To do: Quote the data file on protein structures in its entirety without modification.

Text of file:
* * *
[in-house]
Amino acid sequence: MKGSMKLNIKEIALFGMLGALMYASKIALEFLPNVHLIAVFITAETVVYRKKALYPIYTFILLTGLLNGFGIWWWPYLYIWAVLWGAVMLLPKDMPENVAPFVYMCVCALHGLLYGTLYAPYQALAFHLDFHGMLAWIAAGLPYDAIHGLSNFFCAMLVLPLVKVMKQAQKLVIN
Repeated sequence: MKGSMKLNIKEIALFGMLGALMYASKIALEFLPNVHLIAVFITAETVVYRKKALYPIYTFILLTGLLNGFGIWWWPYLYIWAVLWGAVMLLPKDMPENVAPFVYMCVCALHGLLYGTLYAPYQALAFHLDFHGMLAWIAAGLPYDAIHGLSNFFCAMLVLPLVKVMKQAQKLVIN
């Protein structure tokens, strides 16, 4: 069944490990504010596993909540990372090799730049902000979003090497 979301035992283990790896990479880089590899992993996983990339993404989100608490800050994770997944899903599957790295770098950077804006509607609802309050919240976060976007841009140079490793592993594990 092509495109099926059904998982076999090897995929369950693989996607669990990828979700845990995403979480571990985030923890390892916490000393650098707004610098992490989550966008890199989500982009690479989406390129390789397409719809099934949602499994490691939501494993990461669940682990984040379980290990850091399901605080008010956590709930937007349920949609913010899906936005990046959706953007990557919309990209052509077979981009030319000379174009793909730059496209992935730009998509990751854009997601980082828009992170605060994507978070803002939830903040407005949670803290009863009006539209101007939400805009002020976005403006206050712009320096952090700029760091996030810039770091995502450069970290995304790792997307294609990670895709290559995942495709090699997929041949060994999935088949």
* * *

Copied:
[in-house]
Amino acid sequence: MKGSMKLNIKEIALFGMLGALMYASKIALEFLPNVHLIAVFITAETVVYRKKALYPIYTFILLTGLLNGFGIWWWPYLYIWAVLWGAVMLLPKDMPENVAPFVYMCVCALHGLLYGTLYAPYQALAFHLDFHGMLAWIAAGLPYDAIHGLSNFFCAMLVLPLVKVMKQAQKLVIN
Repeated sequence: MKGSMKLNIKEIALFGMLGALMYASKIALEFLPNVHLIAVFITAETVVYRKKALYPIYTFILLTGLLNGFGIWWWPYLYIWAVLWGAVMLLPKDMPENVAPFVYMCVCALHGLLYGTLYAPYQALAFHLDFHGMLAWIAAGLPYDAIHGLSNFFCAMLVLPLVKVMKQAQKLVIN
């Protein structure tokens, strides 16, 4: 069944490990504010596993909540990372090799730049902000979003090497 979301035992283990790896990479880089590899992993996983990339993404989100608490800050994770997944899903599957790295770098950077804006509607609802309050919240976060976007841009140079490793592993594990 092509495109099926059904998982076999090897995929369950693989996607669990990828979700845990995403979480571990985030923890390892916490000393650098707004610098992490989550966008890199989500982009690479989406390129390789397409719809099934949602499994490691939501494993990461669940682990984040379980290990850091399901605080008010956590709930937007349920949609913010899906936005990046959706953007990557919309990209052509077979981009030319000379174009793909730059496209992935730009998509990751854009997601980082828009992170605060994507978070803002939830903040407005949670803290009863009006539209101007939400805009002020976005403006206050712009320096952090700029760091996030810039770091995502450069970290995304790792997307294609990670895709290559995942495709090699997929041949060994999935088949």